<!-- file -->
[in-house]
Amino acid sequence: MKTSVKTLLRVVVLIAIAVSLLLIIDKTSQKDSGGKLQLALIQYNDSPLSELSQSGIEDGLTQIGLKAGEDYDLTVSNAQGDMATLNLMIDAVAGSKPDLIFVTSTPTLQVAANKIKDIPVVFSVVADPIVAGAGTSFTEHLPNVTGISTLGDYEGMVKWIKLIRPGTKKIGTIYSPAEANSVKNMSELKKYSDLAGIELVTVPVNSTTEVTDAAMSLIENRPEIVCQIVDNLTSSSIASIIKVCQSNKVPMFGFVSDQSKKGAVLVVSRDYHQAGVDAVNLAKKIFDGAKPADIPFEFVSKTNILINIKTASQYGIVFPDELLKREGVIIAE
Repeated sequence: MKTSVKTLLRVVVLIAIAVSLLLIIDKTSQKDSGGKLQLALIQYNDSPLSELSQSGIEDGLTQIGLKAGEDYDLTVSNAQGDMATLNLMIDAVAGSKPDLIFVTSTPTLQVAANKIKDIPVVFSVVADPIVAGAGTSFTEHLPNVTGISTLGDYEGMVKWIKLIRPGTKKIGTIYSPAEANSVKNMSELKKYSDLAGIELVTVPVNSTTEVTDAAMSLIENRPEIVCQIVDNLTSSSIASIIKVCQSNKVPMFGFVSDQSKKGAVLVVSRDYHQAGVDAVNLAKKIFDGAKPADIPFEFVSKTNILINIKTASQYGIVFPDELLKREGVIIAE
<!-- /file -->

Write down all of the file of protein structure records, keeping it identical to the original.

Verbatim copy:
[in-house]
Amino acid sequence: MKTSVKTLLRVVVLIAIAVSLLLIIDKTSQKDSGGKLQLALIQYNDSPLSELSQSGIEDGLTQIGLKAGEDYDLTVSNAQGDMATLNLMIDAVAGSKPDLIFVTSTPTLQVAANKIKDIPVVFSVVADPIVAGAGTSFTEHLPNVTGISTLGDYEGMVKWIKLIRPGTKKIGTIYSPAEANSVKNMSELKKYSDLAGIELVTVPVNSTTEVTDAAMSLIENRPEIVCQIVDNLTSSSIASIIKVCQSNKVPMFGFVSDQSKKGAVLVVSRDYHQAGVDAVNLAKKIFDGAKPADIPFEFVSKTNILINIKTASQYGIVFPDELLKREGVIIAE
Repeated sequence: MKTSVKTLLRVVVLIAIAVSLLLIIDKTSQKDSGGKLQLALIQYNDSPLSELSQSGIEDGLTQIGLKAGEDYDLTVSNAQGDMATLNLMIDAVAGSKPDLIFVTSTPTLQVAANKIKDIPVVFSVVADPIVAGAGTSFTEHLPNVTGISTLGDYEGMVKWIKLIRPGTKKIGTIYSPAEANSVKNMSELKKYSDLAGIELVTVPVNSTTEVTDAAMSLIENRPEIVCQIVDNLTSSSIASIIKVCQSNKVPMFGFVSDQSKKGAVLVVSRDYHQAGVDAVNLAKKIFDGAKPADIPFEFVSKTNILINIKTASQYGIVFPDELLKREGVIIAE